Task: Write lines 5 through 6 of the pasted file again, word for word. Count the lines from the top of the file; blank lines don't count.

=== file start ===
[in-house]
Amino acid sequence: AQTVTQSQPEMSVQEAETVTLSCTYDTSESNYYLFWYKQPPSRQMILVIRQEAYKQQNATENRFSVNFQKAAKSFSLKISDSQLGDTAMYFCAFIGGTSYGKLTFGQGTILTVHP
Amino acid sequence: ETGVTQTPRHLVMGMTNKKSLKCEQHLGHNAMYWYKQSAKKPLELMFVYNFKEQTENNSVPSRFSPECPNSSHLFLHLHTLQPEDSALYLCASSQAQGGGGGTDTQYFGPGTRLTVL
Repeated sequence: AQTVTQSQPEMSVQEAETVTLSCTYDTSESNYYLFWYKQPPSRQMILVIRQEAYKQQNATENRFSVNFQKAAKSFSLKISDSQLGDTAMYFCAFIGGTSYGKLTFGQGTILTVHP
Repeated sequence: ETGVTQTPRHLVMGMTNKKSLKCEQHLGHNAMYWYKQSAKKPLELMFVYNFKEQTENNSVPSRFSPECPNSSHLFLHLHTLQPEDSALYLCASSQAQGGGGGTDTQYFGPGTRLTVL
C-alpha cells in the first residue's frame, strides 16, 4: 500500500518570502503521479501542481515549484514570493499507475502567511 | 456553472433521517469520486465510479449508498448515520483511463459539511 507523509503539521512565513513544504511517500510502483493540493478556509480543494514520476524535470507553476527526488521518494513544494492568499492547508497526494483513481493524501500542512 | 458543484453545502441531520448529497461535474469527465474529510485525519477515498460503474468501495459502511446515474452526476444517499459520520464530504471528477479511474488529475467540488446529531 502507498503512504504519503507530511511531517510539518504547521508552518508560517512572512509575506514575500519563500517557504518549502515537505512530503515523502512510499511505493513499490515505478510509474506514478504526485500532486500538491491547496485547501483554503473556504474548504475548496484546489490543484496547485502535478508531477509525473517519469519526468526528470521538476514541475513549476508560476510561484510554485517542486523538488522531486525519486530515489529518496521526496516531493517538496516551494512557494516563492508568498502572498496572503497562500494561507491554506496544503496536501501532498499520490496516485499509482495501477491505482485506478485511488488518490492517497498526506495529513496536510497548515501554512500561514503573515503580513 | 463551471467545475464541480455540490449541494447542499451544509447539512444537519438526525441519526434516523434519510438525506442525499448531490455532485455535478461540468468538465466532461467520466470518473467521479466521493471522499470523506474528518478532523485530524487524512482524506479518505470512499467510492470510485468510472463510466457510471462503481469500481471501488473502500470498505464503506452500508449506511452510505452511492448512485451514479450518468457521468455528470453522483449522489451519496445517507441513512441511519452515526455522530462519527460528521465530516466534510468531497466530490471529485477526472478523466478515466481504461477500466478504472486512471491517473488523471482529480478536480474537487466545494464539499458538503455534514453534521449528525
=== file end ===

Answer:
Repeated sequence: ETGVTQTPRHLVMGMTNKKSLKCEQHLGHNAMYWYKQSAKKPLELMFVYNFKEQTENNSVPSRFSPECPNSSHLFLHLHTLQPEDSALYLCASSQAQGGGGGTDTQYFGPGTRLTVL
C-alpha cells in the first residue's frame, strides 16, 4: 500500500518570502503521479501542481515549484514570493499507475502567511 | 456553472433521517469520486465510479449508498448515520483511463459539511 507523509503539521512565513513544504511517500510502483493540493478556509480543494514520476524535470507553476527526488521518494513544494492568499492547508497526494483513481493524501500542512 | 458543484453545502441531520448529497461535474469527465474529510485525519477515498460503474468501495459502511446515474452526476444517499459520520464530504471528477479511474488529475467540488446529531 502507498503512504504519503507530511511531517510539518504547521508552518508560517512572512509575506514575500519563500517557504518549502515537505512530503515523502512510499511505493513499490515505478510509474506514478504526485500532486500538491491547496485547501483554503473556504474548504475548496484546489490543484496547485502535478508531477509525473517519469519526468526528470521538476514541475513549476508560476510561484510554485517542486523538488522531486525519486530515489529518496521526496516531493517538496516551494512557494516563492508568498502572498496572503497562500494561507491554506496544503496536501501532498499520490496516485499509482495501477491505482485506478485511488488518490492517497498526506495529513496536510497548515501554512500561514503573515503580513 | 463551471467545475464541480455540490449541494447542499451544509447539512444537519438526525441519526434516523434519510438525506442525499448531490455532485455535478461540468468538465466532461467520466470518473467521479466521493471522499470523506474528518478532523485530524487524512482524506479518505470512499467510492470510485468510472463510466457510471462503481469500481471501488473502500470498505464503506452500508449506511452510505452511492448512485451514479450518468457521468455528470453522483449522489451519496445517507441513512441511519452515526455522530462519527460528521465530516466534510468531497466530490471529485477526472478523466478515466481504461477500466478504472486512471491517473488523471482529480478536480474537487466545494464539499458538503455534514453534521449528525